How can we understand our world, if we have hardly a clue about the mini-worlds where planning for our future takes place? Just the other day, the Washington Post had one of the odder reports of the year. According to journalist Rick Weiss, demonstrators at protests in Washington DC and elsewhere have been independently reporting large "dragonflies" (with a bizarre "row of spheres, the size of small berries, attached along the tails") hovering near their rallies. ("’I’d never seen anything like it in my life,’ the Washington lawyer said. ‘They were large for dragonflies. I thought, is that mechanical, or is that alive?’")
Is this the micro-equivalent of UFO madness? Folie à Philip K. Dick? Are these actual dragonflies, which do look robotic, or advanced "spy drones" loosed by some unnamed agency in search of homeland-security troublemakers?
As a matter of fact, militarized insects have been on the Pentagon’s drawing boards for quite a while. Most recently, the British Times reported that the Pentagon’s Defense Advanced Research Projects Agency (DARPA) was developing cyborg moths, implanted with computer chips while still in their cocoons, that might someday soon flutter into an al-Qaeda camp in Pakistan and beam back video and other information. (The Post’s Weiss quotes DARPA program manager Amit Lal as saying: "You might recall that Gandalf the friendly wizard in the recent classic ‘Lord of the Rings’ used a moth to call in air support…. [T]his science fiction vision is within the realm of reality.") And don’t forget those Pentagon-funded neural-implant experiments involving blue sharks in hopes that they might someday be turned into stealth spies of the oceans.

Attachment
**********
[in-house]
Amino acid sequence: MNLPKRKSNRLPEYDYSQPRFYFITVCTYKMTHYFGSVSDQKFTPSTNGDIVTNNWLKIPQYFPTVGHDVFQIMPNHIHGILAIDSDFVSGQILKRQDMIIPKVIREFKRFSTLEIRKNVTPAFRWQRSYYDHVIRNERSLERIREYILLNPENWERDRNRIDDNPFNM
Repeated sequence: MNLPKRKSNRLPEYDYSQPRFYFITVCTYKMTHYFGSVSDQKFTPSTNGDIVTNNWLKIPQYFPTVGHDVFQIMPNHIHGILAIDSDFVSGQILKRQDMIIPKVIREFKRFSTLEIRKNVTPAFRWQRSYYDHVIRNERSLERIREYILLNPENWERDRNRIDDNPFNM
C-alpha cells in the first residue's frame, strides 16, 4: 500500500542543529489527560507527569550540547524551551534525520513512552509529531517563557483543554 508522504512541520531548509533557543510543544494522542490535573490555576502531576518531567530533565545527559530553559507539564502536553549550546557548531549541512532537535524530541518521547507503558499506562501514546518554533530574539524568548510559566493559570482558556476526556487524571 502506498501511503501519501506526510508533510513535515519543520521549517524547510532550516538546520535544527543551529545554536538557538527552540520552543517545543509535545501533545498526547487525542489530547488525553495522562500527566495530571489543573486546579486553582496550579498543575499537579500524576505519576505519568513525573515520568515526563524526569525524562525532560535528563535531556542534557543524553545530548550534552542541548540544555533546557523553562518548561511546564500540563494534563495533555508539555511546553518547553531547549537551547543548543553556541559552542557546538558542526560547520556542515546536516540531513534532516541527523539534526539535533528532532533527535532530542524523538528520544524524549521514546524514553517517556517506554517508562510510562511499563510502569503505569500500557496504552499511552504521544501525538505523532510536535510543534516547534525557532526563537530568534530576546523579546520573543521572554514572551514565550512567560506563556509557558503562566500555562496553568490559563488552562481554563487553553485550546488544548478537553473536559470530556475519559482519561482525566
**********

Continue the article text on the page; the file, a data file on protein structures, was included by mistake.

The first robobug, the "insectothopter," was developed by the CIA back in the 1970s. It "looked just like a dragonfly and contained a tiny gasoline engine to make the four wings flap," but it couldn’t handle the crosswinds. Three decades later, no agency will fess up to siccing robobugs on crowds of American demonstrators (as the Cleveland Indians sicced gnats on the Yankee’s Joba Chamberlain in a crucial recent playoff game). And some experts agree with Vice Admiral Joe Dyer, former head of the Naval Air Systems Command, who claims: "I’ll be seriously dead before that program deploys,"